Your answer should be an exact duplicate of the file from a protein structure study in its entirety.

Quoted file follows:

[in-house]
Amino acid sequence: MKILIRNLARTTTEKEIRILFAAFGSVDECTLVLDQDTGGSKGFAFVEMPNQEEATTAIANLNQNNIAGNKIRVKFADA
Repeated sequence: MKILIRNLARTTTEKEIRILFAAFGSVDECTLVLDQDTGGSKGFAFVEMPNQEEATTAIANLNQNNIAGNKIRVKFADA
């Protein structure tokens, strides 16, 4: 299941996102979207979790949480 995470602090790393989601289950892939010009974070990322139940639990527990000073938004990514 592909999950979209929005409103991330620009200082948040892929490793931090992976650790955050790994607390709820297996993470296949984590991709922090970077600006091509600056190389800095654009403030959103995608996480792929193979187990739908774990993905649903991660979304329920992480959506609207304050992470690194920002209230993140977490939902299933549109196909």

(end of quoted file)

[in-house]
Amino acid sequence: MKILIRNLARTTTEKEIRILFAAFGSVDECTLVLDQDTGGSKGFAFVEMPNQEEATTAIANLNQNNIAGNKIRVKFADA
Repeated sequence: MKILIRNLARTTTEKEIRILFAAFGSVDECTLVLDQDTGGSKGFAFVEMPNQEEATTAIANLNQNNIAGNKIRVKFADA
């Protein structure tokens, strides 16, 4: 299941996102979207979790949480 995470602090790393989601289950892939010009974070990322139940639990527990000073938004990514 592909999950979209929005409103991330620009200082948040892929490793931090992976650790955050790994607390709820297996993470296949984590991709922090970077600006091509600056190389800095654009403030959103995608996480792929193979187990739908774990993905649903991660979304329920992480959506609207304050992470690194920002209230993140977490939902299933549109196909």